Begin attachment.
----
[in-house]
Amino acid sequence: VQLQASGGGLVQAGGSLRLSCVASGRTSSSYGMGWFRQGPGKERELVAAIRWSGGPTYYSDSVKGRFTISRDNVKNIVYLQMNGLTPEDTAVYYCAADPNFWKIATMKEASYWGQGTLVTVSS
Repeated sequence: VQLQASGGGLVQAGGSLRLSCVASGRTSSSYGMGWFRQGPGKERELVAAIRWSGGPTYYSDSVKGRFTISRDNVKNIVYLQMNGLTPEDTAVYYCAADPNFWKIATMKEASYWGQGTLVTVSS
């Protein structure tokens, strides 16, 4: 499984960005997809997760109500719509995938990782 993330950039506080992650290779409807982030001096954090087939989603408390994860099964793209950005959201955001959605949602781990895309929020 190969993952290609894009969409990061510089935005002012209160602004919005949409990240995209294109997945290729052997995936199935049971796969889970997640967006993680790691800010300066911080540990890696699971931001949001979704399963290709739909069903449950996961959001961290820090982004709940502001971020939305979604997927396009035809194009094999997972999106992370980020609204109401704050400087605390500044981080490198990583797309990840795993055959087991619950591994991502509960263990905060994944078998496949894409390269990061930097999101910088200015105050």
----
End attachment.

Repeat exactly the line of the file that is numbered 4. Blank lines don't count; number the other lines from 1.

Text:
């Protein structure tokens, strides 16, 4: 499984960005997809997760109500719509995938990782 993330950039506080992650290779409807982030001096954090087939989603408390994860099964793209950005959201955001959605949602781990895309929020 190969993952290609894009969409990061510089935005002012209160602004919005949409990240995209294109997945290729052997995936199935049971796969889970997640967006993680790691800010300066911080540990890696699971931001949001979704399963290709739909069903449950996961959001961290820090982004709940502001971020939305979604997927396009035809194009094999997972999106992370980020609204109401704050400087605390500044981080490198990583797309990840795993055959087991619950591994991502509960263990905060994944078998496949894409390269990061930097999101910088200015105050």